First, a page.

One of the first things I did when I got back from Nevada was plant a vegetable garden. It wasn’t what I expected to be doing. I thought I’d end up glued to my computer, tapping out everything I had learned, and applying it post haste.
My head was overflowing with inspiration and that was part of the problem. I needed time to let everything settle – to absorb all the wonderful experiences and writerly suggestions – to put things in perspective..
When I think about it, it wasn’t all that surprising that I felt the need to plant something. Growing vegetables is all about nurturing – putting care into something and watching it flourish. It’s pretty much like that with story ideas. They have to be nurtured but they also have to have time to grow and flourish.
I found things that people said, and tips they gave were things I could use in so many different ways. A comment here or there, someone’s observations about their own manuscript – small things that triggered ideas for big changes in my own works.
My verse novel characters need more back story and problems, my YA thriller needs more contrast in character voices – and my mid grade needed an element to ground the character and the story.
But for now, I’m still savouring the experience and sorting out priorities in my head.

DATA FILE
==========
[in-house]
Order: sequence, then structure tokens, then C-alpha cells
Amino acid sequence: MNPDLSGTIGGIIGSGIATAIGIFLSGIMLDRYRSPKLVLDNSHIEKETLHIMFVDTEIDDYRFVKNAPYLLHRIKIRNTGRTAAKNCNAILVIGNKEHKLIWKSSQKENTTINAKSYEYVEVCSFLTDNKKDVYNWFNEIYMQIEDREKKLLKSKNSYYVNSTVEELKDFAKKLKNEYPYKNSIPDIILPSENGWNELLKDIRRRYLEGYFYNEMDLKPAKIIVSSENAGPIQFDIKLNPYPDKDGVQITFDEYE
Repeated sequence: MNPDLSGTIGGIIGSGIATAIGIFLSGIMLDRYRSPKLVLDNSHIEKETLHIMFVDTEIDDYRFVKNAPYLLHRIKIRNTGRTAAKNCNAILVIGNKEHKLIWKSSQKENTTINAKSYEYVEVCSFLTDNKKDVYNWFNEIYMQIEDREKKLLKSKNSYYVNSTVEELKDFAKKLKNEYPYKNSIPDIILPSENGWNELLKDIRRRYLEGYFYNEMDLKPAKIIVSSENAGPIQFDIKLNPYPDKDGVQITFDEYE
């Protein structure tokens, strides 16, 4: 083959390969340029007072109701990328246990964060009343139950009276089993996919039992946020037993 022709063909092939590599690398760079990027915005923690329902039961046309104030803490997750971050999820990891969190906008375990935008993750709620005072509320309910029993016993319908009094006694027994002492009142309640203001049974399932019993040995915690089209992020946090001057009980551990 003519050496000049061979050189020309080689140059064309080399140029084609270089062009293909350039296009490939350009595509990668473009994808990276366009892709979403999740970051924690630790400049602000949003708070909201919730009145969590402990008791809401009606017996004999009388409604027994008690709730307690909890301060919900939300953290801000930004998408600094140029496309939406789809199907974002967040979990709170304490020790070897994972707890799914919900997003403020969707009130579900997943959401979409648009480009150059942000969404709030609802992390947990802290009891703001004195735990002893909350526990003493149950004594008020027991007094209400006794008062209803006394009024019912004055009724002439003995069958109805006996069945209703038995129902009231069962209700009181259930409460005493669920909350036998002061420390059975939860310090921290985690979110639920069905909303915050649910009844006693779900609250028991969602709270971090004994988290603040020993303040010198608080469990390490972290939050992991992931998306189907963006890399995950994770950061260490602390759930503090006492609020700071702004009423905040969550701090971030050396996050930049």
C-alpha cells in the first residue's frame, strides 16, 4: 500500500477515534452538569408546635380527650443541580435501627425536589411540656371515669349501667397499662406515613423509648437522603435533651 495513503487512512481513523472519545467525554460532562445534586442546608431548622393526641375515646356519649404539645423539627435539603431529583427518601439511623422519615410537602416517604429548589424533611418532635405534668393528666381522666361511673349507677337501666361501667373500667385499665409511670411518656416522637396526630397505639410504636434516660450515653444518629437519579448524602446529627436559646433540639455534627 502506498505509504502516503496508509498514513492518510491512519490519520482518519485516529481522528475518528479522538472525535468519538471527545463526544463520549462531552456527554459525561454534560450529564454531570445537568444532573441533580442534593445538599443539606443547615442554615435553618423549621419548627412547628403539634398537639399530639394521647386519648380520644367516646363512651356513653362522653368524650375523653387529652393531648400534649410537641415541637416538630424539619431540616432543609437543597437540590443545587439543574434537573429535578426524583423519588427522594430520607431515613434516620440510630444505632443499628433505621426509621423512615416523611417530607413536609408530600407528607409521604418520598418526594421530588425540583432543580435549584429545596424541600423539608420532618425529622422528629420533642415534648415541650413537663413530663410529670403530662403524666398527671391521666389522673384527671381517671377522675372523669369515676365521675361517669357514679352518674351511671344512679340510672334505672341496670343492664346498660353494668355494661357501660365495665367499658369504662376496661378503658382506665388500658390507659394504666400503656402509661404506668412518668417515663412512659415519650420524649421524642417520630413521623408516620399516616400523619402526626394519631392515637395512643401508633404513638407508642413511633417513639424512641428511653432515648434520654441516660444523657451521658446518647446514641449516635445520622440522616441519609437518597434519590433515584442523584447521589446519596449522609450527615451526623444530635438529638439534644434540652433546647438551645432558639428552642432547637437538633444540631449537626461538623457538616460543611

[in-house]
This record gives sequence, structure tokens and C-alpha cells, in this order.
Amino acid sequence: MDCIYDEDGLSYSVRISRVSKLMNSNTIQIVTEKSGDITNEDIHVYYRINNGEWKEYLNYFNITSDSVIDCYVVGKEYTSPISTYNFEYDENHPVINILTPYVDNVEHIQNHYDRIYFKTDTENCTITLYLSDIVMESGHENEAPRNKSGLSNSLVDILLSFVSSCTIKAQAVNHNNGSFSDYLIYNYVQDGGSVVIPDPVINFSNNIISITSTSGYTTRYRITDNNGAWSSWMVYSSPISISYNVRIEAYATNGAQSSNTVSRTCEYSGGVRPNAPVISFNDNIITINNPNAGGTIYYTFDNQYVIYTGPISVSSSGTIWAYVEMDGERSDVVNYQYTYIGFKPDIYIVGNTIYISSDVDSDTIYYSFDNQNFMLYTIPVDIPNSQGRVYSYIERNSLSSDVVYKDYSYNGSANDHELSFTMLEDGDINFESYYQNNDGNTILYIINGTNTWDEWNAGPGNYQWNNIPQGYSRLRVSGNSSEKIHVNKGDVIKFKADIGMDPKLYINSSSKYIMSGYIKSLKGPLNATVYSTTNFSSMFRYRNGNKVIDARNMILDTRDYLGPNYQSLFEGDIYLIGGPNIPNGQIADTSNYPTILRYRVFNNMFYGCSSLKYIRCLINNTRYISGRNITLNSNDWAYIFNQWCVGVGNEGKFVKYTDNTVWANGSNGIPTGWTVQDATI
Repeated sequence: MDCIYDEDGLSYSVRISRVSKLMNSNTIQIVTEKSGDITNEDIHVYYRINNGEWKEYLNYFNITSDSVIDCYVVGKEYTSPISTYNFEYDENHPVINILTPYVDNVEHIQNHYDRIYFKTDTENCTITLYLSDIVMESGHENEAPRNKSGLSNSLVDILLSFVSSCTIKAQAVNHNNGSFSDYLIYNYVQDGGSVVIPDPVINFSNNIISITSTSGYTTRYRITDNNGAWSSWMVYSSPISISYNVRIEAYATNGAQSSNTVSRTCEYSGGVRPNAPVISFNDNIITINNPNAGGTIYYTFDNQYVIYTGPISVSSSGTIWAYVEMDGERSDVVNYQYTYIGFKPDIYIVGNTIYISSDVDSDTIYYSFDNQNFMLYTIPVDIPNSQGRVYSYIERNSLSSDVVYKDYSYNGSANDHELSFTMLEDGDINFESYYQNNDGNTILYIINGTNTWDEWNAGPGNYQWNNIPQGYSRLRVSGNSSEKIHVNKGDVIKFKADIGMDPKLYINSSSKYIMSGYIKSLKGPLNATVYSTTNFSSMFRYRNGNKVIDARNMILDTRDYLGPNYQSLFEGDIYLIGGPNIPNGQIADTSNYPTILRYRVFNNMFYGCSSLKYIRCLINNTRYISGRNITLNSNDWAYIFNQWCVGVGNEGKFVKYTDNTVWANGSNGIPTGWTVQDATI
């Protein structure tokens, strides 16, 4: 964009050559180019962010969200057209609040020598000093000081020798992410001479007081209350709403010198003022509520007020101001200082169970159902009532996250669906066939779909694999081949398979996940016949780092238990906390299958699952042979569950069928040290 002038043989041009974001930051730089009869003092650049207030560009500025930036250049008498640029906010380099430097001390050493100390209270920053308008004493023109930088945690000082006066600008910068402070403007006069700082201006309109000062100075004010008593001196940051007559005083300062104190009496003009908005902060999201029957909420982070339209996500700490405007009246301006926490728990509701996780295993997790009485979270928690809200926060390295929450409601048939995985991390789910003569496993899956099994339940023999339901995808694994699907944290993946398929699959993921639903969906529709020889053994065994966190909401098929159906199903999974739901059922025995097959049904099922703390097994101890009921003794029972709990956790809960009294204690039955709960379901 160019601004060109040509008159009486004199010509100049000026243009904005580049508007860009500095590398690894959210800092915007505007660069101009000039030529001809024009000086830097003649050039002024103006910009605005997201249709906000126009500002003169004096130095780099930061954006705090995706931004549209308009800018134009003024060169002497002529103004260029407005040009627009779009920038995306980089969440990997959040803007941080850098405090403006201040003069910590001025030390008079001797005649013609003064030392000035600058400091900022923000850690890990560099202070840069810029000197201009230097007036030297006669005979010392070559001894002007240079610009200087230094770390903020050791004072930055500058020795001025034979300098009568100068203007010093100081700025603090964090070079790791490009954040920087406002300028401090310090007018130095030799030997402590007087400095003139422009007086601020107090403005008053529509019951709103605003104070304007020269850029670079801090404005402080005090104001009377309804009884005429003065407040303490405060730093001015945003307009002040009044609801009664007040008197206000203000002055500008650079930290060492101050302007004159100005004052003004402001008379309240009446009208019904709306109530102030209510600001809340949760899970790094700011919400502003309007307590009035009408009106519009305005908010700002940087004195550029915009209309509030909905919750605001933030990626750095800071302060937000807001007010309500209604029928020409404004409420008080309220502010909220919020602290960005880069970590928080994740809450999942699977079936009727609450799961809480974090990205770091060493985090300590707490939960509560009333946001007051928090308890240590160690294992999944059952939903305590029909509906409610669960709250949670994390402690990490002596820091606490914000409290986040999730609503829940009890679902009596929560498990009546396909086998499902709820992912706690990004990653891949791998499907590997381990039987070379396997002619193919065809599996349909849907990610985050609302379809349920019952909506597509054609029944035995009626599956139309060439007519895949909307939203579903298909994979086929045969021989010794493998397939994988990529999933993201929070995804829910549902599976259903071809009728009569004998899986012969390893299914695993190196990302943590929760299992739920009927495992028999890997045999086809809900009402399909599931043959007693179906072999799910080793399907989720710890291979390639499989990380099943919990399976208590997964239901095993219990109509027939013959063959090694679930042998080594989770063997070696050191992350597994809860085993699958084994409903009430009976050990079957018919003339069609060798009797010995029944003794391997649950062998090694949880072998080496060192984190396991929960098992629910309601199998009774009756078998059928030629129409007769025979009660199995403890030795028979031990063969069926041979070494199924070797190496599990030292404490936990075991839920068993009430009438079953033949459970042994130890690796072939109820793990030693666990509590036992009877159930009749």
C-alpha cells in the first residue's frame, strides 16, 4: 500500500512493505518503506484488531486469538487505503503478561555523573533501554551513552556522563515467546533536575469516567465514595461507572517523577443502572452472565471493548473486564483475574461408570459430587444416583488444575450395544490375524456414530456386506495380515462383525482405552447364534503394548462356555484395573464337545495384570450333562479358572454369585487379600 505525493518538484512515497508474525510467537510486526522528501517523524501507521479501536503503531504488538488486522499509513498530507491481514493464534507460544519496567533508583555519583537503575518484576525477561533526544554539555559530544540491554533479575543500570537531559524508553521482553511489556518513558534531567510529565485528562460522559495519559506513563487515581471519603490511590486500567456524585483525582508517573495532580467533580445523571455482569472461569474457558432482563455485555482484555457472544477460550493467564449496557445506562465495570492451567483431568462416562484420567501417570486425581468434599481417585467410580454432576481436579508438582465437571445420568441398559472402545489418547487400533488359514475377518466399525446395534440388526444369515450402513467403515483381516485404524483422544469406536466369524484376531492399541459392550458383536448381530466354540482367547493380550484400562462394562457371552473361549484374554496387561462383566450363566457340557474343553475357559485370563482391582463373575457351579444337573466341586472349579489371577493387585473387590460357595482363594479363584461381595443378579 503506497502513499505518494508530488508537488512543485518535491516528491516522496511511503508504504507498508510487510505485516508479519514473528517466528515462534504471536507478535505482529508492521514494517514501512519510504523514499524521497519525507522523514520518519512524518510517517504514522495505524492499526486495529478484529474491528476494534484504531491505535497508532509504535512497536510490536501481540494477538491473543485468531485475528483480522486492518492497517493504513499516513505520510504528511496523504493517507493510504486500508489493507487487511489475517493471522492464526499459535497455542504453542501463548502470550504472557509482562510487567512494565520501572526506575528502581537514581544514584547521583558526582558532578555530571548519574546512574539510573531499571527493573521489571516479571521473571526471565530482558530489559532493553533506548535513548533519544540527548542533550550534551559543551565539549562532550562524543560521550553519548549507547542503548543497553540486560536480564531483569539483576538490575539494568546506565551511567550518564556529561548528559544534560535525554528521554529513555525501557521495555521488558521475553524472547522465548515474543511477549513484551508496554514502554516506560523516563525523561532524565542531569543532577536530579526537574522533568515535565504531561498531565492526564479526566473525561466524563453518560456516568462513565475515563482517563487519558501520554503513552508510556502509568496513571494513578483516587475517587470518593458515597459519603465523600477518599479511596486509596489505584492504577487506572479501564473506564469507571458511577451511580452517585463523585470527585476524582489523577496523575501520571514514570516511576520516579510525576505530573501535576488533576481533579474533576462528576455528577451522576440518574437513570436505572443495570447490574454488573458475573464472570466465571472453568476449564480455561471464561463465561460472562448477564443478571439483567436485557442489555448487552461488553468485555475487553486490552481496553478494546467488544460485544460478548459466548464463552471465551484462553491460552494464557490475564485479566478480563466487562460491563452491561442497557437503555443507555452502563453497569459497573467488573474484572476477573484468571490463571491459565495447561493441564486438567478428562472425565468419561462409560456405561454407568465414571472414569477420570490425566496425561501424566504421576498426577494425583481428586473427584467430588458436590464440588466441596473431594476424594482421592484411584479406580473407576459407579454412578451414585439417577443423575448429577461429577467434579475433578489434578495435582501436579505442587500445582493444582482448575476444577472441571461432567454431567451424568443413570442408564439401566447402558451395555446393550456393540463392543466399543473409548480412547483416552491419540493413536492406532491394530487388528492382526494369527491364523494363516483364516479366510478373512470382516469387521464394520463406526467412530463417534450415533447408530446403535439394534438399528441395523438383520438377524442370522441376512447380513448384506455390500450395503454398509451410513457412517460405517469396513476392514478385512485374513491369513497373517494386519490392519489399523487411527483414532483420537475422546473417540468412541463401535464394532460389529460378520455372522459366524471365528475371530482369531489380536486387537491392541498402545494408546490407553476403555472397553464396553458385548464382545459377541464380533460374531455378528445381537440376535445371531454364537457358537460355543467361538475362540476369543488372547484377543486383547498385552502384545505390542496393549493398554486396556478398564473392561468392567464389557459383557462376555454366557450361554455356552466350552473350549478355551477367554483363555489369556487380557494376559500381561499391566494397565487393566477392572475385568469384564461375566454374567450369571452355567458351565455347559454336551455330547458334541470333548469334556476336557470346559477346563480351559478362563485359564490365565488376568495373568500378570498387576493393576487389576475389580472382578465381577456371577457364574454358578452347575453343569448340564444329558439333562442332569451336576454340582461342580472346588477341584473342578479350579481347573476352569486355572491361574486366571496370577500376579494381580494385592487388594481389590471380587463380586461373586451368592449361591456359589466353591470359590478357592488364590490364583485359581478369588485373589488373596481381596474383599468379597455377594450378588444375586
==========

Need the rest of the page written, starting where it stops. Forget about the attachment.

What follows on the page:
- If you’re feeling overwhelmed with ideas and suggestions, take time out. Do something completely different, something creative in a different way. This will allow your brain time to process everything and work out priorities.
- Write down everything that’s going on in your brain – have a separate page for each manuscript or project – that way you don’t get confused or stressed from trying to keep it all in your head.
- When you’re ready, give yourself time to write.
- Write down everyone’s suggestions, but don’t feel you have to take them all on board – some you will disregard completely – others will be triggers for completely different ideas.
- Decide which project you are going to focus on, and go for it – the others can wait.
- When you are considering everyone’s suggestions, don’t lose sight of YOUR vision for the story. I write down in large letters, “My character wants …” I keep this piece of paper with me to keep reminding myself what my story is really about.
- Don’t put pressure on yourself. Allow the creativity to flow in whichever direction it wants – don’t try to force things or contain your ideas.
- Walk the dog, relax and follow your creative heart.
I’d love to know how you handle things when your brain is overflowing with ideas and stimulus. Feel free to share your tips in the comments section of this post.